A very thin blue line
STREET KINGS Directed by David Ayer. Starring Keanu Reeves, Forest Whitaker, Chris Evans, Hugh Laurie, Naomie Harris, Martha Higareda, Jay Mohr, John Corbett, Amaury Nolasco, Cedric the Entertainer, Common, The Game
release, 107 min
16 cert, gen WHEN detectives are the principal characters in contemporary US thrillers, they are almost invariably moulded from the same prototype: the hard-drinking loner without a partner in his personal life, with a maverick approach to dispensing justice, and on a rocky road to redemption. Tom Ludlow, the flawed hero of
is a Los Angeles vice squad detective right out of that screen gene pool. When we first see Ludlow, he is pasty-faced, sunken-eyed and vomiting after he struggles hungover out of bed. He is impressively played by Keanu Reeves, now 43, finally putting his boyish looks behind him, and barely recognisable in that scene. Ludlow, we learn, is grieving the death of his wife three years earlier, and he drinks day and night, even guzzling miniature bottles of vodka when he’s driving on duty.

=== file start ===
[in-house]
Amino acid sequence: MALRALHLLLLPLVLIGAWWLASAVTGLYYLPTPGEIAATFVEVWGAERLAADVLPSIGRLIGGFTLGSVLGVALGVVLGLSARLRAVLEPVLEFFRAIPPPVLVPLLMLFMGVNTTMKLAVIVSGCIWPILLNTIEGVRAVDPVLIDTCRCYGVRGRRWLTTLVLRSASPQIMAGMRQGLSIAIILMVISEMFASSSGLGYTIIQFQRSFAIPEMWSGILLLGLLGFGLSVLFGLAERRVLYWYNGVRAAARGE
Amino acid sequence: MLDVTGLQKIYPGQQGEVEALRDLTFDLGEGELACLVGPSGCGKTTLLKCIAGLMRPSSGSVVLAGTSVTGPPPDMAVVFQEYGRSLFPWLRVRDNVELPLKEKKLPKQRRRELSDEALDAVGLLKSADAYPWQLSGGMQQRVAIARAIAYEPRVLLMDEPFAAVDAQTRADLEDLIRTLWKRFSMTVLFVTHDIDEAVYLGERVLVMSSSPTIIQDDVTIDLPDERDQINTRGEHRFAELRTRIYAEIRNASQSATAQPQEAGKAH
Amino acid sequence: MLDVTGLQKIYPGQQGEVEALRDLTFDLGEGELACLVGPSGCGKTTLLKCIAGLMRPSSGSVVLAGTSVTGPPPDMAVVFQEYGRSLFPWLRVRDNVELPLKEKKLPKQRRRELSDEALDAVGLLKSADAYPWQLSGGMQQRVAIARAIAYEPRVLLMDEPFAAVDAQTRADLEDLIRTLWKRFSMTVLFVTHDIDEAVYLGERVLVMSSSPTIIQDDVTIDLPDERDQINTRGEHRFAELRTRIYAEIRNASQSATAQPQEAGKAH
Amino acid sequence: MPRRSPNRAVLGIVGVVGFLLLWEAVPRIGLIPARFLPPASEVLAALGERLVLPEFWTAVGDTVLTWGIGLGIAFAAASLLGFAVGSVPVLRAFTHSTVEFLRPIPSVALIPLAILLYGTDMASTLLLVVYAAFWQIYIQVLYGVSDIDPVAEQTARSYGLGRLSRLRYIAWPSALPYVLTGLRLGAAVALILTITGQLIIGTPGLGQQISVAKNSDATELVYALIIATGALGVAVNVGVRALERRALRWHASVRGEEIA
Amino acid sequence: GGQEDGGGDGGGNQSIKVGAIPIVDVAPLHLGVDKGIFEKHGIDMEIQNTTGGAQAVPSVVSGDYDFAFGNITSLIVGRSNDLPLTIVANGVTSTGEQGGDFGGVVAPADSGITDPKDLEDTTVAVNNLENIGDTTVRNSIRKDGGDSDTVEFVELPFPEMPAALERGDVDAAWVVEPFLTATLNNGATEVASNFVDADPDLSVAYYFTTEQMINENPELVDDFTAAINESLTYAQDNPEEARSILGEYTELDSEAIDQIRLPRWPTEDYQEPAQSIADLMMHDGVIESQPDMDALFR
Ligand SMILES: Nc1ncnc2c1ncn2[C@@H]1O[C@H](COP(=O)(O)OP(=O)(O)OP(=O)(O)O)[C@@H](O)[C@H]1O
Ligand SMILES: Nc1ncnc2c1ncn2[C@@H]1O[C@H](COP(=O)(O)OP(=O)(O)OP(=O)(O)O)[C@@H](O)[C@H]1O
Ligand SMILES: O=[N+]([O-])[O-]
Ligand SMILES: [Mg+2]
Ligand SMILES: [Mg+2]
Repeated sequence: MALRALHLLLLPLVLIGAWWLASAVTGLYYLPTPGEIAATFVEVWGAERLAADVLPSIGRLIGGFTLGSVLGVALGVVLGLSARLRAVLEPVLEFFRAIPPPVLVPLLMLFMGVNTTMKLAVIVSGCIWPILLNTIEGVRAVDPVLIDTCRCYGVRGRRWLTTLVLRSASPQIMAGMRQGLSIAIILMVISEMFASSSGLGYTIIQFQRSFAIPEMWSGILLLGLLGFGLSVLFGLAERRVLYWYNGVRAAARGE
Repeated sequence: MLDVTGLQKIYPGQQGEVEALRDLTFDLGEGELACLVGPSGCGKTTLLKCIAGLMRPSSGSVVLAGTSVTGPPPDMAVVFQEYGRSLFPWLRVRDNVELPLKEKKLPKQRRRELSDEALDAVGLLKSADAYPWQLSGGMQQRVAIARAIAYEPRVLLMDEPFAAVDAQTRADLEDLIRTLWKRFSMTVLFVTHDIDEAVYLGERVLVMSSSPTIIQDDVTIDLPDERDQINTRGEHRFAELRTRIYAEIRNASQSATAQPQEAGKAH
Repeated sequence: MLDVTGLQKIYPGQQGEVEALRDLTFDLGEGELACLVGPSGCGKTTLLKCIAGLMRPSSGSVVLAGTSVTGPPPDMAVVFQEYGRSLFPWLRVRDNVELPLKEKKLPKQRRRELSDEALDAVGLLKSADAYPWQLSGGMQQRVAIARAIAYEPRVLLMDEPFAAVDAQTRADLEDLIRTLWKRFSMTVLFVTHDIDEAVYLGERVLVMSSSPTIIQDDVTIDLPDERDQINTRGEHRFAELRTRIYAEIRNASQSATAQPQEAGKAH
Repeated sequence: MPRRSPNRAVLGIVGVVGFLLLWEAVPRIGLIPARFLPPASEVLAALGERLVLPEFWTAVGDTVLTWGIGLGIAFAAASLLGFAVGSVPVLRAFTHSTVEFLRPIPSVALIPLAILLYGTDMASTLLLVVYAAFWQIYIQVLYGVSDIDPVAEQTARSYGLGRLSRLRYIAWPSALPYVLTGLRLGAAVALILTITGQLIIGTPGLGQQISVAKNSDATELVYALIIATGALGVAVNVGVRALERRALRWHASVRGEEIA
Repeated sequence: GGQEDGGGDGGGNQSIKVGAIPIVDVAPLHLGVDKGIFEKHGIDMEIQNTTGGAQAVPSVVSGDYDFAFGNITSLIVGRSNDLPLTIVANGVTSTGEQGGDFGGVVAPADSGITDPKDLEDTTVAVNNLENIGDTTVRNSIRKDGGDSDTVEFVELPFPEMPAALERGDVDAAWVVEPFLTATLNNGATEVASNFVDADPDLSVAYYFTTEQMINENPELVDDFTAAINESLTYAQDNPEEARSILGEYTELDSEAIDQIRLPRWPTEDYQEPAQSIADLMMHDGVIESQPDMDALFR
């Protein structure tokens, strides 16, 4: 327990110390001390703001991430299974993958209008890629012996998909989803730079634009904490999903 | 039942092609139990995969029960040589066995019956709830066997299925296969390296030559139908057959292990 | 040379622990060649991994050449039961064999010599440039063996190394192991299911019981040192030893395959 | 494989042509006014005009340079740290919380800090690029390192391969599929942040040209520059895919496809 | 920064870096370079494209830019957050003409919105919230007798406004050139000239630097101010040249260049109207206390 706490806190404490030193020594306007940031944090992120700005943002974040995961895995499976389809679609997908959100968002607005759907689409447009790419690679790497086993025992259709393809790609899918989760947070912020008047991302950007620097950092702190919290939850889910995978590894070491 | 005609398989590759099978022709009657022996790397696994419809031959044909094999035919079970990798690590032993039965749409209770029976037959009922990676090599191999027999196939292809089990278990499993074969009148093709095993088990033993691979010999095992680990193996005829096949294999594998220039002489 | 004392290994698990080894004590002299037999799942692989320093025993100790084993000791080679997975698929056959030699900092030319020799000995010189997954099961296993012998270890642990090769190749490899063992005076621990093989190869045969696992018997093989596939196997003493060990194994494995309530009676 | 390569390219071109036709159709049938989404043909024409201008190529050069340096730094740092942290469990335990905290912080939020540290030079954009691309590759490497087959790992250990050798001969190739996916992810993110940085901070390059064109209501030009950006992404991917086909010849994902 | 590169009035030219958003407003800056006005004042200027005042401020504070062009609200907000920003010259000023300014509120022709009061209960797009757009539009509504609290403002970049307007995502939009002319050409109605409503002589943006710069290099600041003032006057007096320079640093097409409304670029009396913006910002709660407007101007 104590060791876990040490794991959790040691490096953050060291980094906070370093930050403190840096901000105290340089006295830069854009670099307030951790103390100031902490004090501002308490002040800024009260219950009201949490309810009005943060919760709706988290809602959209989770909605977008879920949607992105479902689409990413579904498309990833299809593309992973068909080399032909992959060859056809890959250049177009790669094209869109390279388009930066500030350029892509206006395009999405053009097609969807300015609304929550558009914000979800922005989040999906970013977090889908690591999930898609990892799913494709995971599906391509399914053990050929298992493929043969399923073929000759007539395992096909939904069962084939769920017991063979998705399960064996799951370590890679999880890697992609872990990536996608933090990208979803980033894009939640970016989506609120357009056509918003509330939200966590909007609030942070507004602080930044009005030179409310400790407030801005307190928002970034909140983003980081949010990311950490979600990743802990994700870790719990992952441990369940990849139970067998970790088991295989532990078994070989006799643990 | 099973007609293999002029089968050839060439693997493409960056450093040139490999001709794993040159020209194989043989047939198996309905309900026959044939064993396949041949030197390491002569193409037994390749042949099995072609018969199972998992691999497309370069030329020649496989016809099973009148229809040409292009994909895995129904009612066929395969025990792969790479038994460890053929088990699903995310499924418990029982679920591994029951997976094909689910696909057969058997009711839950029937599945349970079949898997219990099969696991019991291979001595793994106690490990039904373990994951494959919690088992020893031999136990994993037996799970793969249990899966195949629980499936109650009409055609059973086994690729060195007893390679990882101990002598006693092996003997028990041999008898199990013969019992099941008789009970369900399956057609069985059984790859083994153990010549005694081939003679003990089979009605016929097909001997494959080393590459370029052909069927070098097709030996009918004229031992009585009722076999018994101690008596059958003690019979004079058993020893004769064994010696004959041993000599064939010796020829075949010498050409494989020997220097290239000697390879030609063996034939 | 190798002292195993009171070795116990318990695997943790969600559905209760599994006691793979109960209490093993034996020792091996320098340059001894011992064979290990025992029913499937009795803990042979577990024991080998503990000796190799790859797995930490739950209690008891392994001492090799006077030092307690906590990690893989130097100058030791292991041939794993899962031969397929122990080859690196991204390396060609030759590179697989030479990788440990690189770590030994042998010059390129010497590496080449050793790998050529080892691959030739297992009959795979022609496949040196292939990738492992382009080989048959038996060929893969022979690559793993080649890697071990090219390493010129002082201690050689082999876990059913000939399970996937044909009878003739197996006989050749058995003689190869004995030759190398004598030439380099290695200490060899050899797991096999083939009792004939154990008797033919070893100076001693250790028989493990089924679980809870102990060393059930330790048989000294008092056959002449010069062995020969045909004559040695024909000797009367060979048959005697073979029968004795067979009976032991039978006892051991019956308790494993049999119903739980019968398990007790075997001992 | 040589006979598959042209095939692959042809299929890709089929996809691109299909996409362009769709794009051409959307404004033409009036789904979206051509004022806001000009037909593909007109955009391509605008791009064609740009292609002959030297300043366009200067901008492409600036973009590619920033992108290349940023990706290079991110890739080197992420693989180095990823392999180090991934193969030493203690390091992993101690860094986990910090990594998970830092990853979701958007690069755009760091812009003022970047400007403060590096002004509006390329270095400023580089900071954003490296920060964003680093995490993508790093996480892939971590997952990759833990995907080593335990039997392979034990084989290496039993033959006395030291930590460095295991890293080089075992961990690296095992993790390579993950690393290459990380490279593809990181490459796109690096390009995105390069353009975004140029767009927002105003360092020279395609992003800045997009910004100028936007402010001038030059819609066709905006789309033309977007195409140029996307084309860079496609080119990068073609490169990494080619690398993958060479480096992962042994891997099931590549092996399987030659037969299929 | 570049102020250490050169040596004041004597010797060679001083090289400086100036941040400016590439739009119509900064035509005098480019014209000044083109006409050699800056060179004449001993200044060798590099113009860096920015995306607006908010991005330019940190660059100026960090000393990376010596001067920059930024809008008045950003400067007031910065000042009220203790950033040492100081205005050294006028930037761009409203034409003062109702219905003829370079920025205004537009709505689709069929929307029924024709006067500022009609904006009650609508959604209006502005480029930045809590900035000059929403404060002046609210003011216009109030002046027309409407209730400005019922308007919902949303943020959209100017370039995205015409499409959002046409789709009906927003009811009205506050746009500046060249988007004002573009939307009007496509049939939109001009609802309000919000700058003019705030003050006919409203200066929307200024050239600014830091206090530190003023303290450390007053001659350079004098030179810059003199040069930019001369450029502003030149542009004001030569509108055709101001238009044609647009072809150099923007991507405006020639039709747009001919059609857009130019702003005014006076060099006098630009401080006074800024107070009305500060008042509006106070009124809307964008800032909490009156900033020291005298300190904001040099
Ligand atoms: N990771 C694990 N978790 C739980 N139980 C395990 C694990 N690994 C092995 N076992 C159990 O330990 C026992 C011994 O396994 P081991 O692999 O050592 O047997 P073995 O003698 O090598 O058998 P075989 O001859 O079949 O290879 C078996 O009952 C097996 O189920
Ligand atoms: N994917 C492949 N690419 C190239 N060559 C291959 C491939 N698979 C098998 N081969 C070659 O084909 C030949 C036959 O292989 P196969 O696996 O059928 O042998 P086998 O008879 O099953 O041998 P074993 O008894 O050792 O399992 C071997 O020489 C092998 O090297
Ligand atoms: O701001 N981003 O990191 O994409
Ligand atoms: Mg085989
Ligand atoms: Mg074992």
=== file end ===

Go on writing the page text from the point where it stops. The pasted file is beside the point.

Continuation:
We witness Ludlow’s unorthodox modus operandi when he unflinchingly guns down seedy Korean criminals who have abducted two teenage girls. “We’re the police,” he says. “We can do whatever we want.” Capt Wander (Forest Whitaker) tacitly approves Ludlow’s policy of shooting first and asking no questions, and tries to protect him from the zealous internal affairs officer (overplayed by Hugh Laurie) who describes Ludlow as “the last of the ghetto gunslingers”.
is based on the first original screenplay from crime novelist James Ellroy, who set it in the aftermath of the Rodney King beating, although it has been updated to the present by the two writers who share the screenplay credit with him.
Director David Ayer, who scripted the gritty and made his directing debut with the taut, nervy evidently shares Ellroy’s fascination with corruption and abuse of power in the LAPD. Given their track records, the combination of Ellroy and Ayer ought to have produced a more potent urban thriller than
which is disappointingly obvious and conventional in its narrative structure and saddled with would-be hard-boiled dialogue that rings hollow.
Ayer proves more effective at orchestrating the movie’s many violent action sequences, which are staged to the accompaniment of Graeme Revell’s grand dramatic score.